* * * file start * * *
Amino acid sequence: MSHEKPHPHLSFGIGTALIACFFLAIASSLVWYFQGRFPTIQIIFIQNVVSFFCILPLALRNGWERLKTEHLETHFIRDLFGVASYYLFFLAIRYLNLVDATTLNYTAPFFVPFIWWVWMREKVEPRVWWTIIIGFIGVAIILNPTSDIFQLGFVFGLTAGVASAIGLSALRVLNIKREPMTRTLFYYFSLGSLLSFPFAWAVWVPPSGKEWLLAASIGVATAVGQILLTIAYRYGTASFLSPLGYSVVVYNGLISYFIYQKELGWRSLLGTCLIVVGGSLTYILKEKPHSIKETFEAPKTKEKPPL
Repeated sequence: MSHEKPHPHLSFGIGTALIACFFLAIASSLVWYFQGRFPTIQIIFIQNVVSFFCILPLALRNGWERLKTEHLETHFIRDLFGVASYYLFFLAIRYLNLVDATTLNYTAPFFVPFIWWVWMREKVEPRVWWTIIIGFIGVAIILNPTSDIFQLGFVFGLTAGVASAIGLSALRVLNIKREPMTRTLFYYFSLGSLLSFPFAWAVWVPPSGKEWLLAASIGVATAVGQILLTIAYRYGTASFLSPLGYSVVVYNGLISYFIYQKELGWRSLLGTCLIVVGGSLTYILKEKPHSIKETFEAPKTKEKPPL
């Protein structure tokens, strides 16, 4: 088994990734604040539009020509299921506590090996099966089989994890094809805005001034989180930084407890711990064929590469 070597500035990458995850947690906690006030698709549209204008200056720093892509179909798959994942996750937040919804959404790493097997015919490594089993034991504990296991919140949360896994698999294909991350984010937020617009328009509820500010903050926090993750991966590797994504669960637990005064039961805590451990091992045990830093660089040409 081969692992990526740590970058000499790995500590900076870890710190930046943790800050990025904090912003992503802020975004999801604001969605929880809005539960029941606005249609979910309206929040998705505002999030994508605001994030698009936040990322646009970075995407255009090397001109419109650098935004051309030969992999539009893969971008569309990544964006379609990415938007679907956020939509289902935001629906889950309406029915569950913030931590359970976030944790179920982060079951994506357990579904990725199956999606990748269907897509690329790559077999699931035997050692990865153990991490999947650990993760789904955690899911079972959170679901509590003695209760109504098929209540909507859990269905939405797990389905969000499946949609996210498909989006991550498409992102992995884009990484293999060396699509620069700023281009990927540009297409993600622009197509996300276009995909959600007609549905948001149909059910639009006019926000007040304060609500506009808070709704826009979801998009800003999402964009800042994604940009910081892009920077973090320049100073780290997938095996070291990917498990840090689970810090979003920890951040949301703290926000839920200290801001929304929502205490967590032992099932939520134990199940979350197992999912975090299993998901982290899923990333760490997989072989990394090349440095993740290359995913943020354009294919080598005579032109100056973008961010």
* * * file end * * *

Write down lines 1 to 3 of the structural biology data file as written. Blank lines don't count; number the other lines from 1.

Amino acid sequence: MSHEKPHPHLSFGIGTALIACFFLAIASSLVWYFQGRFPTIQIIFIQNVVSFFCILPLALRNGWERLKTEHLETHFIRDLFGVASYYLFFLAIRYLNLVDATTLNYTAPFFVPFIWWVWMREKVEPRVWWTIIIGFIGVAIILNPTSDIFQLGFVFGLTAGVASAIGLSALRVLNIKREPMTRTLFYYFSLGSLLSFPFAWAVWVPPSGKEWLLAASIGVATAVGQILLTIAYRYGTASFLSPLGYSVVVYNGLISYFIYQKELGWRSLLGTCLIVVGGSLTYILKEKPHSIKETFEAPKTKEKPPL
Repeated sequence: MSHEKPHPHLSFGIGTALIACFFLAIASSLVWYFQGRFPTIQIIFIQNVVSFFCILPLALRNGWERLKTEHLETHFIRDLFGVASYYLFFLAIRYLNLVDATTLNYTAPFFVPFIWWVWMREKVEPRVWWTIIIGFIGVAIILNPTSDIFQLGFVFGLTAGVASAIGLSALRVLNIKREPMTRTLFYYFSLGSLLSFPFAWAVWVPPSGKEWLLAASIGVATAVGQILLTIAYRYGTASFLSPLGYSVVVYNGLISYFIYQKELGWRSLLGTCLIVVGGSLTYILKEKPHSIKETFEAPKTKEKPPL
């Protein structure tokens, strides 16, 4: 088994990734604040539009020509299921506590090996099966089989994890094809805005001034989180930084407890711990064929590469 070597500035990458995850947690906690006030698709549209204008200056720093892509179909798959994942996750937040919804959404790493097997015919490594089993034991504990296991919140949360896994698999294909991350984010937020617009328009509820500010903050926090993750991966590797994504669960637990005064039961805590451990091992045990830093660089040409 081969692992990526740590970058000499790995500590900076870890710190930046943790800050990025904090912003992503802020975004999801604001969605929880809005539960029941606005249609979910309206929040998705505002999030994508605001994030698009936040990322646009970075995407255009090397001109419109650098935004051309030969992999539009893969971008569309990544964006379609990415938007679907956020939509289902935001629906889950309406029915569950913030931590359970976030944790179920982060079951994506357990579904990725199956999606990748269907897509690329790559077999699931035997050692990865153990991490999947650990993760789904955690899911079972959170679901509590003695209760109504098929209540909507859990269905939405797990389905969000499946949609996210498909989006991550498409992102992995884009990484293999060396699509620069700023281009990927540009297409993600622009197509996300276009995909959600007609549905948001149909059910639009006019926000007040304060609500506009808070709704826009979801998009800003999402964009800042994604940009910081892009920077973090320049100073780290997938095996070291990917498990840090689970810090979003920890951040949301703290926000839920200290801001929304929502205490967590032992099932939520134990199940979350197992999912975090299993998901982290899923990333760490997989072989990394090349440095993740290359995913943020354009294919080598005579032109100056973008961010």